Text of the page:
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  • You really get to know the painting when you're working on it. It becomes a bit of a friend

  • even when you're cleaning it it gives off a certain smell, so you can smell if it's

  • been in a smoky environment and you could tell it comes from Apsley because, you know,

  • there's a particular sort of dark dust that we see on the paintings there.

  • This painting is of Orpheus enchanting the animals and it shows the figure in the centre

  • of Orpheus in this twisted pose and he's enchanting these animals with his music that's so beautiful

  • it's drawn the animals out of the trees. We have the birds at the top, the lizard on the

  • tree trunk. Orpheus is playing a lira de braccio here. He's got a bow in his right arm, and

  • it's a four-stringed instrument. It sounds a bit like a cross between a cello and a viola.

  • There's the large figure of the lion in the middle with the unicorn, deer and the

  • dragon. The music was so beautiful that it's brought together these figures of the lion

  • and the unicorn, which were traditional enemies.

  • The Orpheus myth is, I think, perhaps the first story we ever told each other. It's

  • a story about love, it's about death, it's about trying to conquer death. It's about

  • someone who is so wonderful at what he does that the whole world is enchanted and charmed.

  • Looking at the painting from a sort of technical perspective, it does feel quite Titianesque.

  • The softly modelled flesh tones, the quite self-assured brush strokes, especially of

  • the figure. And this sort of drapery which is created with a pinkish under layer, and

  • then this red glaze on top is also something that you see in other Titian paintings as

  • well. Also this little dog in the left-hand corner is taken straight from another Titian

  • painting called the 'Venus of Urbino'.

  • The animals are perhaps less Titianesque and there's

  • a thought that they might be by a different hand.

  • The Orpheus myth is about Orpheus, who was the greatest singer the world had ever known.

  • When he plays the whole world comes to listen, the birds come, the beasts come. He falls

  • in love with Eurydice, and Eurydice falls in love with him. They get together, they

  • get married and they're totally in love, but – [gasp] – Eurydice is killed. She

  • dies by a snakebite. She's taken down to the underworld. So Orpheus sees that it's

  • his purpose now to go to the underworld and bring her back from death. To sing so beautifully

  • that death will say yes, have Eurydice back. He does that, it works, he leads her back

  • towards the light, but they say you must not look back until Eurydice is safe with you

  • in the world again. And of course he gets just to the light, and he turns around – [gasp]

  • and Eurydice is taken back to death again.

  • When we got the painting into the studio we did some technical analysis on the painting.

  • That was done by the Hamilton-Kerr Institute. We had an x-ray done and some infrared done,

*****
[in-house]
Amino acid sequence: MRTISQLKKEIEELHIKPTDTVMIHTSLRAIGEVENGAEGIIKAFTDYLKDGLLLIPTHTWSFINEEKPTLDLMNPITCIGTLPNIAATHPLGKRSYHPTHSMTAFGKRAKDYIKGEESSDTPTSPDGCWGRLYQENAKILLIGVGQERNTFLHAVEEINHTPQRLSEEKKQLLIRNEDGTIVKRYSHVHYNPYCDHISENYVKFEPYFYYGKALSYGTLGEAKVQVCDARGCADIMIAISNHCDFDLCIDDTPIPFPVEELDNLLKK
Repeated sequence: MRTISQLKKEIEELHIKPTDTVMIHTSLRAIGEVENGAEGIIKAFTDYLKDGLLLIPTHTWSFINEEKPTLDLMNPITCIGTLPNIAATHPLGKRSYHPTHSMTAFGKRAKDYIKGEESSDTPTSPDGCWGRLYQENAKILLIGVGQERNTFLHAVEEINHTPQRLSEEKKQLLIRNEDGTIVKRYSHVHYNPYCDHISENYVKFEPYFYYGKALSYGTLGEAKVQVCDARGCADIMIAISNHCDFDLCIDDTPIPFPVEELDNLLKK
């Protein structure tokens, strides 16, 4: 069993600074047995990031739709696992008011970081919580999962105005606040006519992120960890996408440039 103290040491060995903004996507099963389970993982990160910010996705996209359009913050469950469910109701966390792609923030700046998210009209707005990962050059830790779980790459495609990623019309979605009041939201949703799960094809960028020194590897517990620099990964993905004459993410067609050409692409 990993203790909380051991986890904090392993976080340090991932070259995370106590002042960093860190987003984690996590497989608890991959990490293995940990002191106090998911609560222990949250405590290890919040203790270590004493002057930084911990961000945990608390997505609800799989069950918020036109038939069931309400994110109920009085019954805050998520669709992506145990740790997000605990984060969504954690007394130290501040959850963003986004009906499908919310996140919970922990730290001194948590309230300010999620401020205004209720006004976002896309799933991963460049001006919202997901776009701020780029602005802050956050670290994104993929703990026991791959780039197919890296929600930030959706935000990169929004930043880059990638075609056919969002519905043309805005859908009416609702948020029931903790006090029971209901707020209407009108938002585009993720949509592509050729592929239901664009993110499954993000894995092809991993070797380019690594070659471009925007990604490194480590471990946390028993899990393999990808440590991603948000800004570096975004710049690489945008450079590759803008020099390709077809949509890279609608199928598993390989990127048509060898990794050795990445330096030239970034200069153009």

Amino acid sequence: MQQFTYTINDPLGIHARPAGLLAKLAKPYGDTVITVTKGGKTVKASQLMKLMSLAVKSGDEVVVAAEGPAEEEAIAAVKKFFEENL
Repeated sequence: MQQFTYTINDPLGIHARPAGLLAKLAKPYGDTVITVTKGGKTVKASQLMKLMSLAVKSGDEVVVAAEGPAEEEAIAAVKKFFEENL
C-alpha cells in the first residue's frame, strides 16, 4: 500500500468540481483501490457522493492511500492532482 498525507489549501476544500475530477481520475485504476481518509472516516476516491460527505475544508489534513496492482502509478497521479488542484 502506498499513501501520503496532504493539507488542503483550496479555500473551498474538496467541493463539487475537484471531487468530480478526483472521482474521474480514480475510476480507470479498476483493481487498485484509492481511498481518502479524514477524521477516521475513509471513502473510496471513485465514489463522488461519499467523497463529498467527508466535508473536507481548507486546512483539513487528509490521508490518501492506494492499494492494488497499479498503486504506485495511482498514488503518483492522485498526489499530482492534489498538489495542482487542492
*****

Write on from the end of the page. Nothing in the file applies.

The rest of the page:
• which often tells us about the under layers of the painting. The infrared was the most

  • interesting because it revealed a lot of changes that had happened to the painting and that's

  • quite a Titianesque feature in itself. So we see that here around his elbow there's

  • been some changes in the figure. Around his back, this is where the first outline was.

  • You can see it's slightly more transparent here.

  • The painting was quite dirty when it came into the studio. So we started by cleaning

  • off the dark dust which had settled on the painting, just with little swabs, moistened

  • with water or salivasaliva works very well as well. And we moved onto cleaning the

  • painting. I filled areasyou can see little losses and damageswith a chalk putty.

  • And I'm now at the re-touching stage. So it's had a very thin varnish put over it

  • and I'm touching out the losses with these paints here.

  • There are certain ethics and guidelines which we sort of stand by when we're making the

  • decision as to where to stop and what to re-touch. For instance there's been quite a lot of

  • change that's happened in the painting. The sky has lost a lot of its blue colour

  • because it was painted with smalt which is a pigment which degrades. The foliage in the

  • trees would have been quite green originally but it's been painted with copper resonate

  • and it's gotten browner. But we wouldn't glaze over large areas to

  • make it greener because we're trying to strike that balance of showing as much as

  • the artist's original intention as possible without doing too much.

You really get to know the painting when you're working on it. It becomes a bit of a friend

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B1 orpheus painting death underworld cleaning enchanting

Painting Conservation: Restoring Titian's Orpheus

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    Summer posted on 2020/04/28
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